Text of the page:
RSF Recruitment overcame the biggest obstacle to hiring skilled refugees. The answer: social media

RSF Recruitment overcame the biggest obstacle to hiring skilled refugees. The answer: social media

RSF Recruitment overcame the biggest obstacle to hiring skilled refugees. The answer: social media
Disclaimer: Photo courtesy of Refugee Start Force.


Since 2014, according to the UNHCR, about 1.8 million refugees have arrived in Europe. Three years ago, Joost van der Hel, a lawyer in the pharma sector, wanted to do something to help the newcomers settle into their new lives in the Netherlands, so he started enquiring about where he could meet refugees with a legal background.

“I had a professional network of over 4,000 members,” he said. “I wanted to share it with refugees from the legal field, arrange internships and help them find work. But I couldn’t find any refugees.”

Joost had stumbled upon the biggest challenge facing people and organisations working to help refugees: it was very difficult to access them. “Refugees lack networks. Many of them are highly qualified, but need a chance to find their way. We have to make them part of real society.”

Netherlands_Joost van der Hel and Mohammad Kafina_Refugee Start Force

Disclaimer: Joost van der Hel and Mohammad Kafina from Refugee Start Force, Netherlands. Photo courtesy of Nizar.


Joost van der Hel now works with Refugee Start Force, which has opened a new recruitment wing called RSF Recruitment. This recruitment website is specifically aimed at skilled and educated refugees in the Netherlands and has 14 professional expert groups, including law, medicine and journalism. It operates out of the Nyenrode Incubator, at the prestigious business school Nyenrode University. Tim Spoormakers, a BBA student at the school, works as the Recruitment Director.

Joost continued to face challenges contacting skilled and educated refugees until he stumbled upon the role of social media in the lives of most refugees. A recent study found that refugees in the Netherlands spend an average of seven hours per day online, mainly on social media networking sites such as Facebook, LinkedIn, WhatsApp and YouTube. “Their smart phone is their connection with the world, their families and everything else,” says Joost. It is also their preferred way to find local support from others in similar situations.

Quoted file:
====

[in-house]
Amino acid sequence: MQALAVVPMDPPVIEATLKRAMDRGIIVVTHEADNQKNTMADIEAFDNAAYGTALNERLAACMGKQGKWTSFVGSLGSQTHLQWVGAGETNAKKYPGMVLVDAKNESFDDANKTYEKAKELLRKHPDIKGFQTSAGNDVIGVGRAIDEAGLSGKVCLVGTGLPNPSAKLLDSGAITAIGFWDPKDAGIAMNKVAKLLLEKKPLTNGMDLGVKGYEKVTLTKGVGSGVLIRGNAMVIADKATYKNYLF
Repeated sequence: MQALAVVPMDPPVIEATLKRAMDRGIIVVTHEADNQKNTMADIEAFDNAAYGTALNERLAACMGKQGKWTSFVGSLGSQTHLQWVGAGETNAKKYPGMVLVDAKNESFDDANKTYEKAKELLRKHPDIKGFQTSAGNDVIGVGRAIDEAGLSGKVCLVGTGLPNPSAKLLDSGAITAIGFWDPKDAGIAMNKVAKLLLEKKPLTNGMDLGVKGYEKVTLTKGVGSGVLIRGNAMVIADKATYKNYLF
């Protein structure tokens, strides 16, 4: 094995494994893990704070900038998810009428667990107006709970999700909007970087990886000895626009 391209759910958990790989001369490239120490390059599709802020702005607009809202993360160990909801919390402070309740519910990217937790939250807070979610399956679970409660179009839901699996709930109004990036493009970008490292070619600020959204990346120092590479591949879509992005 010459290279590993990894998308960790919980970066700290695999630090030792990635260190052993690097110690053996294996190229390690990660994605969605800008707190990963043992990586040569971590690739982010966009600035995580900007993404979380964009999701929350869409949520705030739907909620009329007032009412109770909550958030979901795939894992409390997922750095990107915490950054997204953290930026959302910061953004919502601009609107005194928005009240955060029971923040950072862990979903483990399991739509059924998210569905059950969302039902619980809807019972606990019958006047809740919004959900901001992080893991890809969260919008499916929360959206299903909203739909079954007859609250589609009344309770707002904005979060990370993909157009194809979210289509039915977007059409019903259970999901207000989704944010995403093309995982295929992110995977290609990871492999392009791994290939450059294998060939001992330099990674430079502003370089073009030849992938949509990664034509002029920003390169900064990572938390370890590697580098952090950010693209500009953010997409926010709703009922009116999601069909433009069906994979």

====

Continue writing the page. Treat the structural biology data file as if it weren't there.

In October 2015, Joost met a small group of refugees to brainstorm ways in which help could be extended to them. Two months later, he started a Facebook group focused on talent development and the road to employment. In a week, the group had more than 1,000 members. More groups were quickly created to connect refugees from different parts of the country. “Every time we found a new hub (of professionals from a certain field), we started a new group,” Joost said.

Netherlands_Refugee Start Force

Disclaimer: Photo courtesy of Refugee Start Force.


The result is that, in 2019, Joost and his team are now able to connect companies and professionals to refugee jobseekers from the same field. The skills in their database can address requests for professionals ranging from a water management company looking for Arabic-speaking engineers, to solar panel installation, to nursing jobs in the city hospitals, to English teachers. The database has mostly Syrian refugees, who continue to be the largest group seeking asylum in the Netherlands at 2,202 out of 14,716 asylum seekers in 2017.

Recruitment Director Tim Spoormakers explained that they strive to help people enter the labour market according to their skills. “We regularly see that people with relatively high skills work below their level and receive few career opportunities. But for sustainable integration, we strive to get people to work in their own field with career development opportunities.”

According to Tim, a recurring issue is that the degrees from Syria are not rated the same as the ones in the Netherlands, thus requiring the candidate to take on additional education or training. At RSF Recruitment, they work largely on projects that include training as well as an assured number of job placements.

Joost says they don’t offer unskilled jobs like dishwashers and the like. “We see refugees as expats. We check whether they are able to do the work, and their motivation.”

Tim acknowledges that there are other aspects to successful integration into Dutch society. Based on his experience, he advises newcomers to create a social and professional network; focus on learning the Dutch language; and attend additional training, workshops and education while familiarising themselves with the Dutch labour market.

(Writing by Susan Muthalaly; Editing by Seban Scaria

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